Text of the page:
This is a medieval chinese book that is, supposedly, about a group of virtuous bandits that gather together in a marsh, in opposition to the vicious and corrupt officials of the Song Dynasty. However, I wonder if any of the people who describe the bandits this way have actually read the book, because actually the bandits are quite vicious and amoral!
For instance, in the episode I'm reading right now, one of the bandits, Wu Song, comes to an inn where the innkeeper and his wife specialize in drugging their guests, killing them, and then slicing them up and cooking them into dumplings. Wu Song foils their plot and is on the verge of killing the wife of the innkeeper, but then the innkeeper is like, "Oh, Wu Song! We've heard of you! You're the guy who killed the tiger! I can't believe my wife tried to kill you!" And then they wine him and dine him and he becomes great friends with them! And they send him off with presents! And he just leaves them behind to ply their bloody trade!!!!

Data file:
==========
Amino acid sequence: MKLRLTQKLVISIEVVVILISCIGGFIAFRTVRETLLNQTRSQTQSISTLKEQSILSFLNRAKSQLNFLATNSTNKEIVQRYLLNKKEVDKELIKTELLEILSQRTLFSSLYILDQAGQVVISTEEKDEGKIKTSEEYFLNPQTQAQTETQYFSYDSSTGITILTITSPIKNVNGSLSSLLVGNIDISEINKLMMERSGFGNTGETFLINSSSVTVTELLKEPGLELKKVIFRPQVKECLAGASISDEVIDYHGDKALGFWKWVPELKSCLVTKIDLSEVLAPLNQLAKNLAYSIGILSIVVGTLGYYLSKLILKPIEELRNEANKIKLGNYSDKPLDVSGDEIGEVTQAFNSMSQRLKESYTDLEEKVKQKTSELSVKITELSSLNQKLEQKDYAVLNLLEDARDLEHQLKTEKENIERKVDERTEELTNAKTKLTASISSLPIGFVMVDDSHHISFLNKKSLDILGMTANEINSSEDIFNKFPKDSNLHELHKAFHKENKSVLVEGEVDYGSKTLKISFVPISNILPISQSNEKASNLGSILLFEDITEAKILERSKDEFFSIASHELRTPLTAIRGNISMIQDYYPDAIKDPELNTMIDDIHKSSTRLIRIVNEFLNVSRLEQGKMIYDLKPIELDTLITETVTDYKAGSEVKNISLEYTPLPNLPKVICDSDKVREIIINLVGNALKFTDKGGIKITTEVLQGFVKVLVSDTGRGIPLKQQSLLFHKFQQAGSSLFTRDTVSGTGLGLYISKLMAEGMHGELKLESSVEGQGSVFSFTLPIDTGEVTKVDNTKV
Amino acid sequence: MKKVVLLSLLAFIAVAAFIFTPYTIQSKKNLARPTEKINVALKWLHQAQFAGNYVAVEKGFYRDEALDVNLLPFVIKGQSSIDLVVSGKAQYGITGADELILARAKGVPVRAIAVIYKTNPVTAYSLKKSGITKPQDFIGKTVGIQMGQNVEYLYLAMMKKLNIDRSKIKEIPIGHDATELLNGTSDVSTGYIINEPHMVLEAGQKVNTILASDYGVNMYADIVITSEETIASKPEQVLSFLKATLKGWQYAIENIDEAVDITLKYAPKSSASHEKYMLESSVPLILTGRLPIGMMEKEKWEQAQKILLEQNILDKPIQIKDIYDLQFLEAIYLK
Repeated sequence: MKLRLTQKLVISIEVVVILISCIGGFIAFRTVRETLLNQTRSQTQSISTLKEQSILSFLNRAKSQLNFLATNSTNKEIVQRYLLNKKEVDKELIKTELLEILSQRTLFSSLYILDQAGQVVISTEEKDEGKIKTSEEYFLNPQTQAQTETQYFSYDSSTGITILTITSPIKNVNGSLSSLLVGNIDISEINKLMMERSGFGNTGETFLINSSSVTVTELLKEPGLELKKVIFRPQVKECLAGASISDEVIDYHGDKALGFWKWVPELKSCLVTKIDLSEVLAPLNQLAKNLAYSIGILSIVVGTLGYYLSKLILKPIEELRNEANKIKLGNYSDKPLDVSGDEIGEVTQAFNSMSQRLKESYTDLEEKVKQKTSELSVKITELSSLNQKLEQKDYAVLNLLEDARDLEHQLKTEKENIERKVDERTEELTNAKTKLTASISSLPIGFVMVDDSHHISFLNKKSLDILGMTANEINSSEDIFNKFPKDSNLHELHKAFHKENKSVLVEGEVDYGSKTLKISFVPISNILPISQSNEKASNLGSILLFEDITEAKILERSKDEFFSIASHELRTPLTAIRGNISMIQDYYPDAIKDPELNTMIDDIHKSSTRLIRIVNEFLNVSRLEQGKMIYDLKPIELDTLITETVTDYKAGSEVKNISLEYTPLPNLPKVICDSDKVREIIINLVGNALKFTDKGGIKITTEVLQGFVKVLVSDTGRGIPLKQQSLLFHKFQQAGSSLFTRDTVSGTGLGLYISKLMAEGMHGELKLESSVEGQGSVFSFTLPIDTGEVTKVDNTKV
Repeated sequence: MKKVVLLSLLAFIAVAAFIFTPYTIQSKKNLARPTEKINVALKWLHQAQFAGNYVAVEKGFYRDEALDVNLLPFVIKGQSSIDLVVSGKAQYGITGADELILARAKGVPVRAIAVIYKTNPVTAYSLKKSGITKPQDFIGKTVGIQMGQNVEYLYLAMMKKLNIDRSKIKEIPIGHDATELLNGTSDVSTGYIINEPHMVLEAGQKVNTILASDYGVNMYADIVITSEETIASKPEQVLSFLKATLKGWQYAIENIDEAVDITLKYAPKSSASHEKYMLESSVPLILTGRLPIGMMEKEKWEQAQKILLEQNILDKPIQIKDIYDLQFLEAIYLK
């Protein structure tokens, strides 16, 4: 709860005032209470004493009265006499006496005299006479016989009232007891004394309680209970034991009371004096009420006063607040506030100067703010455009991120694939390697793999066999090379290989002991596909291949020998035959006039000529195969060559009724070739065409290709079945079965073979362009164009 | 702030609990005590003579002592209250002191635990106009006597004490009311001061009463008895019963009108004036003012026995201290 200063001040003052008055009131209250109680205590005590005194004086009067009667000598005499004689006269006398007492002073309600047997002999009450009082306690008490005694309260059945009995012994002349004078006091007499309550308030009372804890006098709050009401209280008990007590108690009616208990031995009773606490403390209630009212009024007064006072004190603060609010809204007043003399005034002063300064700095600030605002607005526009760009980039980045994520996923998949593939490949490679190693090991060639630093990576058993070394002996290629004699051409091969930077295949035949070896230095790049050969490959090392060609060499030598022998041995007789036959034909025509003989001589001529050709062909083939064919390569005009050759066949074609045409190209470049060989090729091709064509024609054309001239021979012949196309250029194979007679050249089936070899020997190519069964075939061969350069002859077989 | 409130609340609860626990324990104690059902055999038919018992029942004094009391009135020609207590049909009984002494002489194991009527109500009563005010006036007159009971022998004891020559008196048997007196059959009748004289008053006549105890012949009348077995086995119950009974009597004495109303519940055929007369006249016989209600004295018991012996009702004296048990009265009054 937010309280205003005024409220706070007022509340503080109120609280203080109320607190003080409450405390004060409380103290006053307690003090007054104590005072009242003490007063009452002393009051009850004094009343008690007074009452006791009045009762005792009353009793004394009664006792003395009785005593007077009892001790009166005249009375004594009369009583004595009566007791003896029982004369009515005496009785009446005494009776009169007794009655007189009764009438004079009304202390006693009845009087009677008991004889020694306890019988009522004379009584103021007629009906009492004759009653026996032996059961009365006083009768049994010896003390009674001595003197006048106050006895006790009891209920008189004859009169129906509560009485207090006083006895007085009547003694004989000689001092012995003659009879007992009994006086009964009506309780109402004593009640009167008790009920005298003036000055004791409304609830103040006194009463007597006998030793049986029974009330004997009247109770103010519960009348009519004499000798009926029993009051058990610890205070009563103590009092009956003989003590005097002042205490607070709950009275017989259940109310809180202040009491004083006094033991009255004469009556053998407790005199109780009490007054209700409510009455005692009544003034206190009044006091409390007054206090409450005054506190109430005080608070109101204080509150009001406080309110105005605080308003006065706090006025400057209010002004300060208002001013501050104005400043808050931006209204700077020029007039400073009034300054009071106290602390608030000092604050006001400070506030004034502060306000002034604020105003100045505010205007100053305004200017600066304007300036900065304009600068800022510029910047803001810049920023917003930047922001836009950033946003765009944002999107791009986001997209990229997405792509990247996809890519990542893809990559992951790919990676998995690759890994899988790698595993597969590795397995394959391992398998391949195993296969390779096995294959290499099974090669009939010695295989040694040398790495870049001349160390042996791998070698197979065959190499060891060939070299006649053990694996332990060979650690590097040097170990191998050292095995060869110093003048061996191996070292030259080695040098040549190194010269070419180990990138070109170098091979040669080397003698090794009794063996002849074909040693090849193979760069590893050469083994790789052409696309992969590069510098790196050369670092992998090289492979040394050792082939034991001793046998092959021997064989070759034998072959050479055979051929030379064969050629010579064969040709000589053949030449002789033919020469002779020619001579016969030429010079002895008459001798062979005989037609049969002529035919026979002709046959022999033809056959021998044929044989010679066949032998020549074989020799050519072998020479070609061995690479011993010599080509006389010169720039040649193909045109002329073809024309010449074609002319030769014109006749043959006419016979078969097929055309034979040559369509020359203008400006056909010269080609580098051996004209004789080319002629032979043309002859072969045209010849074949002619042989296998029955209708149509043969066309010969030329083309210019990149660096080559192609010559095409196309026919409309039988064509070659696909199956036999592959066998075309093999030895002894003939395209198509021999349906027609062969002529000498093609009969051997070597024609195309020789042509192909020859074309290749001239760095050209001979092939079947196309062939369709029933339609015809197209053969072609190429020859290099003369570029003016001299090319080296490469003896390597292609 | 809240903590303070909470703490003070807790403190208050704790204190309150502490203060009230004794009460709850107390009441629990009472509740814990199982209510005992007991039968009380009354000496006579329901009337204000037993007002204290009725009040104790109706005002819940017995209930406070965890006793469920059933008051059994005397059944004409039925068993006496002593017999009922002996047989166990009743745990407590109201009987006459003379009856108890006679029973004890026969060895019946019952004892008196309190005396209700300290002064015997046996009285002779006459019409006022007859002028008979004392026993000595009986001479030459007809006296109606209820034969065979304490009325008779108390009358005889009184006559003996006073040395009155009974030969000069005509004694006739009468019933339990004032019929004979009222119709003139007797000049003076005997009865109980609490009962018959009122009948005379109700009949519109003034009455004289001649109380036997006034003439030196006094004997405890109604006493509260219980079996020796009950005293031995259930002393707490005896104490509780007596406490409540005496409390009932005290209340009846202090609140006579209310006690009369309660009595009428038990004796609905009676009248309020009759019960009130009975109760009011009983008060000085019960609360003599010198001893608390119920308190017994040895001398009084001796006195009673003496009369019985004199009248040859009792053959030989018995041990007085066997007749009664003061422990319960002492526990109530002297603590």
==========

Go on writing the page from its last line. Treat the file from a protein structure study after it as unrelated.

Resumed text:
Now, Wu Song is definitely one of the more banditty of the bandits, but even the ostensibly more-heroic ones will sometimes do terrible things. For instance, one of them murders his concubine in cold blood! She's trying to blackmail him, but still, it's awful. And you can't tell me that this sort of thing was simply accepted in ancient China, because the officials in his town do try to prosecute him, and he has to pull all kinds of shenanigans to wiggle out of the grasp of the way.
But then, that's what makes the novel good, in the end. There's a weird, complex system of morality here. The officials _are_ corrupt and the dynasty _is_ weak, but these people are not the saviors that they're made out to be. They're more of a symptom of the decay than they are a solution to it.